PROVIDENCE, RI – John F. Kennedy once said that Claiborne Pell was the most unelectable man in America. Kennedy obviously underestimated both Pell and Rhode Island's support for a man who never lost an election in nearly 40 years in the U.S. Senate.
Everyone of a certain age in our cozy state has a yarn about Pell's quirks. So here's mine: On my first day as a reporter in the Providence Journal's old West Warwick office back in the mid-1980s, I looked out the window, astonished to see the man who was soon to become chairman of the Senate Foreign Relations committee walking alone into a Laundromat in the seen-better-days village of Artic.
He was wearing a threadbare suit, an ancient Brooks Brothers shirt with a seriously frayed collar, a nondescript necktie and shoes that needed a shine. I followed Senator Pell into the laundry and introduced myself as the dryers whirred and suds filled the windows in the washing machines. He extended a bony right hand to me and weakly clasped my outstretched hand.
``So senator, what are you doing here today. I'm new to the paper and I didn't know you would be coming to town,'' I stammered.
``Oh, no reason. I'm just on one of my walkabouts,'' said Pell quietly, turning to greet a woman folding a pile of children's clothing into her basket.
It was vintage Pell, a man who rode RIPTA buses through the toughest neighborhoods in the state, peering through thick tortoise-shell glasses to meet and greet one and all. Now comes Journal reporter G. Wayne Miller with a fascinating biography of Pell that chronicles both his eccentricities and his voluminous achievements. Miller's Pell is a figure from a distant era, a Victorian man raised in a milieu of inherited WASP wealth, the well-placed phone call, summers in Newport, prep schools, Ivy colleges and European sojourns.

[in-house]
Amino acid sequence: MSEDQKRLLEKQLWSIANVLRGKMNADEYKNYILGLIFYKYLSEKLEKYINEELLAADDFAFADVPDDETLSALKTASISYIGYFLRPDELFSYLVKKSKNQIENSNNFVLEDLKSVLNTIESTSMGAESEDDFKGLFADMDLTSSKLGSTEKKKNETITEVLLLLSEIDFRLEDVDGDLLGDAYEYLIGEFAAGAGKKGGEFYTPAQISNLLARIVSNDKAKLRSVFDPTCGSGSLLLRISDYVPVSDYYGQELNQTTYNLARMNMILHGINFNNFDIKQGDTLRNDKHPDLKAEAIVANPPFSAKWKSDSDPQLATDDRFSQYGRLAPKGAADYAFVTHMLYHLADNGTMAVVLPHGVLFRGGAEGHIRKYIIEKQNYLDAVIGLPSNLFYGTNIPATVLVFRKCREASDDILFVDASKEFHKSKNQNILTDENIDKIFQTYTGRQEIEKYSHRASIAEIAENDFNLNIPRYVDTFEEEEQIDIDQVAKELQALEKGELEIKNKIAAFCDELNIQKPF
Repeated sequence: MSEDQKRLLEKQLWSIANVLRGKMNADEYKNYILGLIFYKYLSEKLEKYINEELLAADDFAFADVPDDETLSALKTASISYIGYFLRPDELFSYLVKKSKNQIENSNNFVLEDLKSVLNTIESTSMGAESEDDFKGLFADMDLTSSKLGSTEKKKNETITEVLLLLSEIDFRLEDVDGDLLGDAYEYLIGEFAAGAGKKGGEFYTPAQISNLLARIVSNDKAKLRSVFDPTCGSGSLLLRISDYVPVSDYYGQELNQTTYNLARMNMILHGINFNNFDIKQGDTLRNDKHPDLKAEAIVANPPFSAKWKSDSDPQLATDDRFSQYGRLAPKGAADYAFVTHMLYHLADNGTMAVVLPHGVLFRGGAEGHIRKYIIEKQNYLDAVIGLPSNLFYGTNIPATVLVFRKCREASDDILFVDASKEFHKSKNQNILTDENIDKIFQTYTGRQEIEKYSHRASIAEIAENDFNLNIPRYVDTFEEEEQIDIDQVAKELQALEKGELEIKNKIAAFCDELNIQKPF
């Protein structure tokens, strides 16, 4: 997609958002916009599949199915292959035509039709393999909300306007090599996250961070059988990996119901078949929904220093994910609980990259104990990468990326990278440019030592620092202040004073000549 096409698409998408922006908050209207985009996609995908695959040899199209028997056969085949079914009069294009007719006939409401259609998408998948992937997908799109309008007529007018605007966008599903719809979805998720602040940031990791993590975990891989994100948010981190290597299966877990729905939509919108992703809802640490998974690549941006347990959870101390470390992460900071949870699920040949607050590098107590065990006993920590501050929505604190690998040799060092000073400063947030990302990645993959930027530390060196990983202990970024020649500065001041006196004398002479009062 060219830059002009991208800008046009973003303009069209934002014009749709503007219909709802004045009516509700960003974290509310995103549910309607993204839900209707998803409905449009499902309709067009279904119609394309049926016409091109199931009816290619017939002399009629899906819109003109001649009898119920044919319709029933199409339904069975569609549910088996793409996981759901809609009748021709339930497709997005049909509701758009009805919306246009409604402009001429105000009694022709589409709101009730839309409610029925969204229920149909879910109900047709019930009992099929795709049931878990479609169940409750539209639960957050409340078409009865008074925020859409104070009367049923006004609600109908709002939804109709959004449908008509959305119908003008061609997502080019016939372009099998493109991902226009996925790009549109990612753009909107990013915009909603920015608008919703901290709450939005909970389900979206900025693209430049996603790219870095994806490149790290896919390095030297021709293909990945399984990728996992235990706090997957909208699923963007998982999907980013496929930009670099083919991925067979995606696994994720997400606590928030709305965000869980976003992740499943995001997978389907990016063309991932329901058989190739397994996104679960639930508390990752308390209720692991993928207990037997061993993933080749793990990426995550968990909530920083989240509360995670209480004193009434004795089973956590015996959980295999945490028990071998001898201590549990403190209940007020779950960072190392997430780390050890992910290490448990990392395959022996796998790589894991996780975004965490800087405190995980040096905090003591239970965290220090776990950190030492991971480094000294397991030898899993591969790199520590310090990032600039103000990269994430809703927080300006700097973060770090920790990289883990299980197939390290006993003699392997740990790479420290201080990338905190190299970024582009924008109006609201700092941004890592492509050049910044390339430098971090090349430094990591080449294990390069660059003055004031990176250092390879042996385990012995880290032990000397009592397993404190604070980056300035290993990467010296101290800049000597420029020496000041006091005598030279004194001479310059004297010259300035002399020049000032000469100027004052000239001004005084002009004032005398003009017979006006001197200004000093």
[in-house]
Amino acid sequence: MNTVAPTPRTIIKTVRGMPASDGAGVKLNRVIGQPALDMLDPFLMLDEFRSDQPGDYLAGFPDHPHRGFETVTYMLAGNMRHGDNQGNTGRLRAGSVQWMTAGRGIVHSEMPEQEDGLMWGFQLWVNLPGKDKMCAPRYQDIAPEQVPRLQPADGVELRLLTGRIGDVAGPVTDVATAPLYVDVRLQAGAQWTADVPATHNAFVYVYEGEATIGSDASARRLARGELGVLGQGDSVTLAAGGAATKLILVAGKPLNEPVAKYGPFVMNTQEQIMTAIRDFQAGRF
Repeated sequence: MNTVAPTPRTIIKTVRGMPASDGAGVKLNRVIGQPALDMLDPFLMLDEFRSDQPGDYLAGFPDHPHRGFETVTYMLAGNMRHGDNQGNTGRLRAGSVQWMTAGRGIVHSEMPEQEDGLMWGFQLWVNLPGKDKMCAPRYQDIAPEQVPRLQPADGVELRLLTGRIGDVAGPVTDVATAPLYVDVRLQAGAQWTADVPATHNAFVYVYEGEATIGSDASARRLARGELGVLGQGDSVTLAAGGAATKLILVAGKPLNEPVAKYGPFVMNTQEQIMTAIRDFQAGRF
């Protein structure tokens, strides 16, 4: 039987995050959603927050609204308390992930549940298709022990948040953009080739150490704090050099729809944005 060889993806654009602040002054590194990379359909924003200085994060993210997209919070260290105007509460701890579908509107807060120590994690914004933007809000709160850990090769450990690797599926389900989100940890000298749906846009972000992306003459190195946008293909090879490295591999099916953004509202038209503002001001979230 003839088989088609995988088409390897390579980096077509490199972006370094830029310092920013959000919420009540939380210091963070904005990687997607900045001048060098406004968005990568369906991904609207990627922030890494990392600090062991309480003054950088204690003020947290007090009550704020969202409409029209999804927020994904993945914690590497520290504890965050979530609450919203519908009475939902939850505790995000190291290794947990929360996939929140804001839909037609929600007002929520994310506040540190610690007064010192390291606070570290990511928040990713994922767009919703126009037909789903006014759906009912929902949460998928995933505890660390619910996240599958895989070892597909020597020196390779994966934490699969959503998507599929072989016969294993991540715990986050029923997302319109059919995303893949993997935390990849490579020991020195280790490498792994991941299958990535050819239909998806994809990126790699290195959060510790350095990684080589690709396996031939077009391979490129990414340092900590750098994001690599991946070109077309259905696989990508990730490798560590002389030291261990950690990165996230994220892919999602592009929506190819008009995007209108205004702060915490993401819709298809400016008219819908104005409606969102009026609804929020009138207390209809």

Miller takes us to a time when Americans believed that those who reaped society's benefits should share in its defense. Thus, Roosevelts, Kennedys, Bushes and Pells volunteered for World War II combat.
Despite the best efforts of his influential father, a confidant of FDR, Pell's poor eyesight kept him from an officers' spot in the Navy. So Princeton graduate Pell enlisted in the Coast Guard, an experience that would expose him to men who came from less fortunate circumstances. After working on the margins of politics for a few years, Pell decided in 1960 to run for U.S. Senate. Proving his friend John Kennedy stunningly wrong, Pell upset a former Democratic governor, becoming the first Rhode Island candidate ever to win a primary over an endorsed statewide candidate.
Pell was an idealistic man from the generation that believed anything was possible in America. His foremost achievement was the Pell grant program, a result of his decades-long campaign to make college affordable for all citizens, regardless of income. Government, for Pell, was a vessel to expand opportunity to all citizens.
Intensely focused on foreign affairs, Pell was an early critic of the country's ill-fated adventure in Vietnam. An internationalist, he was a believer in the institutions erected after World War II to promote peace, especially the United Nations and NATO.
In six Senate races, Pell never ran a negative ad. ``Never respond to an adversary in ad hominem terms,'' was his motto.
He was a believer in compromise. ``Sometimes half a loaf can feed an army,'' said Pell. ``The democratic process is meant to be slow and deliberate, and change is hard to achieve. Very often achievement of half an objective is just as significant as achievement of 100 percent. ``In politics the best way to convince someone is to lead him or her to discover what you already know,'' said Pell.
Isn't it sad that there aren't more like Claiborne Pell in today's Washington?
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